After nearly a decade of downward trends, interest rates are now on an upward trajectory, with 30-year fixed now at a 4-year high. Home sales volume are on a decline, indicating that while some people are willing to pay the possibly overvalued prices, many more are staying on the sidelines to avoid buying high, and therefore bringing down total home sales volume.
The Federal Reserve is planning another three to four interest rate hikes this year. Median home prices are now 20 to 30 percent above pre-bubble peak of the last housing correction in many overheated markets. Housing bubble talks are getting more rampant, including by renowned money manager James Stack, who predicted the last one. Some say like the stock market, home prices could continue to go up. But we are witnessing more volatility after several years of uninterrupted gains on Wall Street. Now, even typically bullish Goldman Sachs is warning there is a "high probability" for a stock market correction in the coming months.
If you have or plan to refinance your own home to help your child buy a home, it is prudent to bear in mind that young people who buy now could be buying at top of the market. If the housing market corrects and your child needs to move for a job or other reasons during the downturn – as mobile young families often do – one home purchase by your child now could have regrettable effects later on two households. Nearly half of the country’s housing markets – including Chicago, Miami and Las Vegas – still have not recovered close to their pre-2008 crash peaks. In other words, a parent who refinanced their own home to help a child buy a home in Chicago in 2006 could still be under-water, in both households.
Unlike during the last housing peak, the current market run-up does come with new solutions: Down Payment Protection and Equity Protection. These innovative and consumer empowering products are insurance policies that can be purchased by homebuyers and refinance mortgage borrowers from their insurance agents to protect their down payment and appraised home equity value. Even if homebuyers are buying at peak of the market, if they sell later at a loss after a correction, their loss in the down payment they put into the home purchase is reimbursed back to them, in a simple, no-catch process that issues them a check of the loss value within 30 days. Refinance borrowers have a similar option, in equity protection. They can lock in the appraised value of their home at market high when they refinance; when they sell later at a loss after a downturn, their loss in equity can be reimbursed back to them, also simply and quickly within 30 days.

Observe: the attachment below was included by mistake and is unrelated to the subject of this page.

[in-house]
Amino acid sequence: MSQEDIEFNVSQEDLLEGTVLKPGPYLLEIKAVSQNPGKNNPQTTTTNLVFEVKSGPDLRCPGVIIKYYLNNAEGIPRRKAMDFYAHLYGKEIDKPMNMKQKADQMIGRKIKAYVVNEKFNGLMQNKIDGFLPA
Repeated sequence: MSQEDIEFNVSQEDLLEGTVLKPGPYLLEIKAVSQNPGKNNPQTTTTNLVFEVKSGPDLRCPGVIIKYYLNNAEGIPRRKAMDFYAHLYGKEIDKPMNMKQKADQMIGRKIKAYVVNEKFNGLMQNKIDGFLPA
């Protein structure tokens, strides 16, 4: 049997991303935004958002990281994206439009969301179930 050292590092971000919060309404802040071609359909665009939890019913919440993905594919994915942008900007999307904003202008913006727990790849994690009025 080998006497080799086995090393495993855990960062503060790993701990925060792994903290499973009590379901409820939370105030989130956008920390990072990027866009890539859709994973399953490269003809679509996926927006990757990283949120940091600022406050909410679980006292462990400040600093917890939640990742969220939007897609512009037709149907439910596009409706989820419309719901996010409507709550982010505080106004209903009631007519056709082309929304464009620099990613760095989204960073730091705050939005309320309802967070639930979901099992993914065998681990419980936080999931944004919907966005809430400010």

Caring parents want to help their adult children pursue the American Dream of homeownership and build their own nest. It’s an admirable thing to do. But there’s a smart way to do it without exposure to unpredictable market risks, while setting your children up for more secure leaps into their financial future. In the same way you may be reallocating your own investment to safer money places, there is now a safer way to buy a home, and certainly a safer, smarter way to be a generous parent.